As political turmoil engulfed the country in the leadup to 2014, the U.S. was fueling anti-government sentiment through mechanisms like USAID and National Endowment for Democracy (NED), just as they had done in 2004. In December 2013, Nuland, assistant secretary of state for European affairs and a long-time regime change advocate, said that the U.S. government had spent $5 billion promoting “democracy” in Ukraine since 1991. The money went toward supporting “senior officials in the Ukraine government…[members of] the business community as well as opposition civil society” who agree with U.S. goals.
The NED is a key organization in the network of American soft power that pours $170 million a year into organizations dedicated to defending or installing U.S.-friendly regimes. The Washington Post‘s David Ignatius (9/22/91) once wrote that the organization functions by “doing in public what the CIA used to do in private.” The NED targets governments who oppose U.S. military or economic policy, stirring up anti-government opposition.
The NED board of directors includes Elliott Abrams, whose sordid record runs from the Iran/Contra affair in the ’80s to the Trump administration’s effort to overthrow the Venezuelan government. In 2013, NED president Carl Gershman wrote a piece in the Washington Post (9/26/13) that described Ukraine as the “biggest prize” in the East/West rivalry. After the Obama administration, Nuland joined the NED board of directors before returning to the State Department in the Biden administration as undersecretary of state for political affairs.
One of the many recipients of NED money for projects in Ukraine was the International Republican Institute. The IRI, once chaired by Sen. John McCain, has long had a hand in U.S. regime change operations. During the protests that eventually brought down the government, McCain and other U.S. officials personally flew into Ukraine to encourage protesters.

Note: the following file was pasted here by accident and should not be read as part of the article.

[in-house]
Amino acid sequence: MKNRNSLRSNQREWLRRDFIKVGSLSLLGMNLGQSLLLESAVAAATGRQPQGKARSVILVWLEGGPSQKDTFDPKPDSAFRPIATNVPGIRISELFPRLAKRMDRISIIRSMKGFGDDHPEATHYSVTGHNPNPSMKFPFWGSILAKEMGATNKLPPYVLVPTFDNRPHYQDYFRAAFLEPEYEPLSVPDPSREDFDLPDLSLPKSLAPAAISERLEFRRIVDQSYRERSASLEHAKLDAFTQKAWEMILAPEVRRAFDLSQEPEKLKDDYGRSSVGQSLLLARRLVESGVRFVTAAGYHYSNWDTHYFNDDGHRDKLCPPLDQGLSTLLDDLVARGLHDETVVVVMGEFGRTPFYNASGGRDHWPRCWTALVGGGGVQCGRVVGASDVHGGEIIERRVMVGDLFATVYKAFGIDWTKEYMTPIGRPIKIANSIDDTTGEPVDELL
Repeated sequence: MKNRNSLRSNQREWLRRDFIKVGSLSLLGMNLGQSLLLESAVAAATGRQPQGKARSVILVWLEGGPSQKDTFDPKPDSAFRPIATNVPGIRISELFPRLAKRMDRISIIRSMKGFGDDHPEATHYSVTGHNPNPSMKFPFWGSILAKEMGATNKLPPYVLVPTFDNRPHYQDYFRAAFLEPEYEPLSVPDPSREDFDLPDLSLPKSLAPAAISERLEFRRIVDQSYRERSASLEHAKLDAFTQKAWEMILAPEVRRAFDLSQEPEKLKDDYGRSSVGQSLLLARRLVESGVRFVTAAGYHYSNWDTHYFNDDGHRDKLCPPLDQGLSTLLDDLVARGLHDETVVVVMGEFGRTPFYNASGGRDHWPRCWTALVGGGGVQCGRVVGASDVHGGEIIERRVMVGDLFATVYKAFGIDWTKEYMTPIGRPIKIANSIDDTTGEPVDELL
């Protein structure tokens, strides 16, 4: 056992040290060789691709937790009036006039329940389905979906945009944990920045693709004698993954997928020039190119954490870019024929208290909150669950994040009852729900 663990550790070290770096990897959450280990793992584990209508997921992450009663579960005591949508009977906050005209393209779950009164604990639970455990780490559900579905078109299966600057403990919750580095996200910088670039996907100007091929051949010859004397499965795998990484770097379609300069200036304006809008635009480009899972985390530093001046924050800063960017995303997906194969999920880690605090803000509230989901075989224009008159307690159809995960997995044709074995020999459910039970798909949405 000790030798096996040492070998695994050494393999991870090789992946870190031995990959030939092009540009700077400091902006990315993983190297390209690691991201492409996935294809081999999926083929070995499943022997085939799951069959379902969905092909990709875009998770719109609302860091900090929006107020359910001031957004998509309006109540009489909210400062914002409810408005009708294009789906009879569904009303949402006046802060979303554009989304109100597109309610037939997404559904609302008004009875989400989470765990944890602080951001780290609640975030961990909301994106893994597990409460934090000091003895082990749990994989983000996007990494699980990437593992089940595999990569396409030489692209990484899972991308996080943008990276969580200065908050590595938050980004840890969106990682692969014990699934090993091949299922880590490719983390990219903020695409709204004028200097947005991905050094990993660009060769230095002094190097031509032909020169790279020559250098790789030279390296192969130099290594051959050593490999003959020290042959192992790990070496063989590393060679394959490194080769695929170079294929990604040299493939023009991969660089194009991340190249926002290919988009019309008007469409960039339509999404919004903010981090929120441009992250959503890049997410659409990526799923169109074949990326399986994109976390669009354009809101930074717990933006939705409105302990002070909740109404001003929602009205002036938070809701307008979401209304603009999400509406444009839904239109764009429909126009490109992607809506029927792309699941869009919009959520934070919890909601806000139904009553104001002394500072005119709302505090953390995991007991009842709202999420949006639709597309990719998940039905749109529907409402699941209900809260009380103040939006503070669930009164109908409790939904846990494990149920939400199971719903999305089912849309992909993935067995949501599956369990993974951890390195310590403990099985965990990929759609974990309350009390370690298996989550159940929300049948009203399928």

U.S. officials were caught picking then new government
On February 6, 2014, as the anti-government protests were intensifying, an anonymous party (assumed by many to be Russia) leaked a call between Assistant Secretary of State Nuland and US ambassador to Ukraine Geoffrey Pyatt. The two officials discussed which opposition officials would staff a prospective new government, agreeing that Arseniy Yatsenyuk—Nuland referred to him by the nickname “Yats”—should be in charge. It was also agreed that someone “high profile” be brought in to push things along. That someone was Joe Biden.
Weeks later, on February 22, after a massacre by suspicious snipers brought tensions to a head, the Ukrainian parliament quickly removed Yanukovych from office in a constitutionally questionable maneuver. Yanukovych then fled the country, calling the overthrow a coup. On February 27, Yatsenyuk became prime minister.
At the time the call leaked, media were quick to pounce on Nuland’s saying “Fuck the EU.” The comment dominated the headlines (Daily Beast, 2/6/14; BuzzFeed, 2/6/14; Atlantic, 2/6/14; Guardian, 2/6/14), while the evidence of U.S. regime change efforts was downplayed. With the headline “Russia Claims U.S. Is Meddling Over Ukraine,” the New York Times (2/6/14) put the facts of U.S. involvement in the mouth of an official enemy, blunting their impact on the audience. The Times (2/6/14) later described the two officials as benignly “talking about the political crisis in Kiev” and sharing “their views of how it might be resolved.”
The Washington Post (2/6/14) acknowledged that the call showed “a deep degree of U.S. involvement in affairs that Washington officially says are Ukraine’s to resolve,” but that fact rarely factored into future coverage of the U.S./Ukraine/Russia relationship.
Washington used Nazis to help overthrow the government
The Washington-backed opposition that toppled the government was fueled by far-right and openly Nazi elements like the Right Sector. One far-right group that grew out of the protests was the Azov Battalion, a paramilitary militia of neo-Nazi extremists. Their leaders made up the vanguard of the anti-Yanukovych protests, and even spoke at opposition events in the Maidan alongside U.S. regime change advocates like McCain and Nuland.
After the violent coup, these groups were later incorporated into the Ukrainian armed forces—the same armed forces that the US has now given $2.5 billion. Though Congress technically restricted money from flowing to the Azov Battalion in 2018, trainers on the ground say there’s no mechanism to actually enforce the provision. Since the coup, the Ukrainian nationalist forces have been responsible for a wide variety of atrocities in the counterinsurgency war.
Far-right influence has increased across Ukraine as a result of Washington’s actions. A recent UN Human Rights council has noted that “fundamental freedoms in Ukraine have been squeezed” since 2014, further weakening the argument that the U.S. is involved in the country on behalf of liberal values.